F.     Some of the Church Fathers quoted from the Apocrypha and treated it with high regard.  For instance, Augustine uses the Apocrypha freely but he never knew Hebrew and had little respect for the language of the Hebrew canon.  However, not all church fathers accepted the Apocrypha.  The Apocrypha was rejected by Origen, who is generally acknowledged to have been the most learned man in the church before Augustine; by Tertullian, an outstanding scholar in the 3rd century; by Athanasius, the champion of orthodoxy at the Council of Nicea; and by Jerome, the translator of the Latin Vulgate, which became the authorized Roman Catholic Bible.  (Jerome was finally persuaded to translate the Apocrypha, but made it clear that he did not believe them to be scripture).  Melito, Bishop of Sardis (170 AD) gives his list of canon and none of the Apocrypha are listed.  POINT:  Probably most of the church fathers accepted the 24 books as canonical and the Apocrypha as having ecclesiastical value but not as inspired scripture.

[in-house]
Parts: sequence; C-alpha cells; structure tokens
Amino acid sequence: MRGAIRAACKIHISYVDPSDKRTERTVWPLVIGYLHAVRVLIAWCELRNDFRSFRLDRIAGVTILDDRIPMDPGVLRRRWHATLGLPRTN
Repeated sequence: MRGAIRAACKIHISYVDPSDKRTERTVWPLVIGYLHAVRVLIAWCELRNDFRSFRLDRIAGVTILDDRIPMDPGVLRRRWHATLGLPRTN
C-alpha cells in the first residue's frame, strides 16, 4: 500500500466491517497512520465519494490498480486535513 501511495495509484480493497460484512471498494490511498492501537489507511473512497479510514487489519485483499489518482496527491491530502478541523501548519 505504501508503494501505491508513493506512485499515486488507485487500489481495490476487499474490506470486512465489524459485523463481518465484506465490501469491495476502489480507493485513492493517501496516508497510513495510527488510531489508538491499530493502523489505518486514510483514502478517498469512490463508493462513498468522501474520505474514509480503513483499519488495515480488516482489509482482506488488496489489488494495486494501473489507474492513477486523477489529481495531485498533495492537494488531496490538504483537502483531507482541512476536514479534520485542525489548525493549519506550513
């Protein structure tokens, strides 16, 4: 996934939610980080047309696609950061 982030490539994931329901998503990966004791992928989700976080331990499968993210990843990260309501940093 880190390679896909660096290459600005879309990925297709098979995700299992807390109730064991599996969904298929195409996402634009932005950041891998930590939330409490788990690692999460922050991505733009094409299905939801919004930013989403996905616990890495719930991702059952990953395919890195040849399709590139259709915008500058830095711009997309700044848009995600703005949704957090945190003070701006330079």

G.    Originally the Eastern Church did not accept the Apocrypha but later yielded to pressure.  However no official pronouncement has ever been made on the Apocrypha.

H.    All the reformers accepted the Hebrew canon of 24 books.  Today the Lutherans and the Church of England include the Apocrypha in their church manuals for ecclesiastical value but do not consider it to be inspired scripture.

I.      The Apocrypha were never accepted officially by the Roman Catholic Church until the Council of Trent (1546 AD) and this was done out of reaction to the Reformation.  There were some within the Council of Trent itself who did not want to accept the Apocrypha.

J.      The Apocryphal books do not claim to be the Word of God or the work of prophets.

K.    Conclusion:  “So, we find that at the time of Christ there were two versions of the Old Testament current in Palestine, the more liberal Alexandrian Septuagint, including the Apocryphal books, in Greek, and the more conservative Hebrew version which included only the canonical books of the Jews, and that the Roman Catholic Bible follows the Alexandrian while the Protestant Bible follows the Hebrew version” (L. Boettner, Roman Catholicism).